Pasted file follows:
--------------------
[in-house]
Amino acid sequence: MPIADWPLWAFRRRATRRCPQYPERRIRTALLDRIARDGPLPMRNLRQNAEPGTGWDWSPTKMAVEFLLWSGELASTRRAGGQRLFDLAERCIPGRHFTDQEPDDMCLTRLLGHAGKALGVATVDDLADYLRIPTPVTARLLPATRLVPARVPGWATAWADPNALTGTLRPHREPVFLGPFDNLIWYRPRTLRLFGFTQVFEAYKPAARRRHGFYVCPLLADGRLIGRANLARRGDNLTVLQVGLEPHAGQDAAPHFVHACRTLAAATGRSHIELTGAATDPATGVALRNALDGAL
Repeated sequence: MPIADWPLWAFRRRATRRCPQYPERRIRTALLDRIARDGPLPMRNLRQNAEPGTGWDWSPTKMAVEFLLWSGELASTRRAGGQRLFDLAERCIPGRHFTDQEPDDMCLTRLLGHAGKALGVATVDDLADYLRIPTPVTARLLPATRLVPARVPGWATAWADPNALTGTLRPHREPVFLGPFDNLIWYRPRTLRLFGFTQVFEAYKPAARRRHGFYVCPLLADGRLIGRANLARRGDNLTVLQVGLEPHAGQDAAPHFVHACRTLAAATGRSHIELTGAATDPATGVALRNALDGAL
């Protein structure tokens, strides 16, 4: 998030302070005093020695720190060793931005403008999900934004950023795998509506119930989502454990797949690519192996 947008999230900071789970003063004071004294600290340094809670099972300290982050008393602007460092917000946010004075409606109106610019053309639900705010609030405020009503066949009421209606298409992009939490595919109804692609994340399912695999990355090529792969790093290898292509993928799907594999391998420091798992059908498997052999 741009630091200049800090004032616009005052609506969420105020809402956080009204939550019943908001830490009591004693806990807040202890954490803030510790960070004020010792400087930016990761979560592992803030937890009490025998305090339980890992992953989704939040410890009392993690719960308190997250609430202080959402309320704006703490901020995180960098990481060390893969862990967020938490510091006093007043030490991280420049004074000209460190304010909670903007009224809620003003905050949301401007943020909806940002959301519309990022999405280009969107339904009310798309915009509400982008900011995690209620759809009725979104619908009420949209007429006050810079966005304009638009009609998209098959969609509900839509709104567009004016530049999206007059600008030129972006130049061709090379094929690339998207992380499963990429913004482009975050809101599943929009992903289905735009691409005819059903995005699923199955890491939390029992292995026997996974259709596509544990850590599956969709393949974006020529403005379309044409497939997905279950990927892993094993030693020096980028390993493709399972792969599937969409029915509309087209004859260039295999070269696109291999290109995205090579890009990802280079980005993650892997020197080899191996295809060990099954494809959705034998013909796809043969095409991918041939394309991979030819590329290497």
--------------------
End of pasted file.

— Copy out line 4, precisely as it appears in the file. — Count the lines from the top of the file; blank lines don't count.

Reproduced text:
């Protein structure tokens, strides 16, 4: 998030302070005093020695720190060793931005403008999900934004950023795998509506119930989502454990797949690519192996 947008999230900071789970003063004071004294600290340094809670099972300290982050008393602007460092917000946010004075409606109106610019053309639900705010609030405020009503066949009421209606298409992009939490595919109804692609994340399912695999990355090529792969790093290898292509993928799907594999391998420091798992059908498997052999 741009630091200049800090004032616009005052609506969420105020809402956080009204939550019943908001830490009591004693806990807040202890954490803030510790960070004020010792400087930016990761979560592992803030937890009490025998305090339980890992992953989704939040410890009392993690719960308190997250609430202080959402309320704006703490901020995180960098990481060390893969862990967020938490510091006093007043030490991280420049004074000209460190304010909670903007009224809620003003905050949301401007943020909806940002959301519309990022999405280009969107339904009310798309915009509400982008900011995690209620759809009725979104619908009420949209007429006050810079966005304009638009009609998209098959969609509900839509709104567009004016530049999206007059600008030129972006130049061709090379094929690339998207992380499963990429913004482009975050809101599943929009992903289905735009691409005819059903995005699923199955890491939390029992292995026997996974259709596509544990850590599956969709393949974006020529403005379309044409497939997905279950990927892993094993030693020096980028390993493709399972792969599937969409029915509309087209004859260039295999070269696109291999290109995205090579890009990802280079980005993650892997020197080899191996295809060990099954494809959705034998013909796809043969095409991918041939394309991979030819590329290497």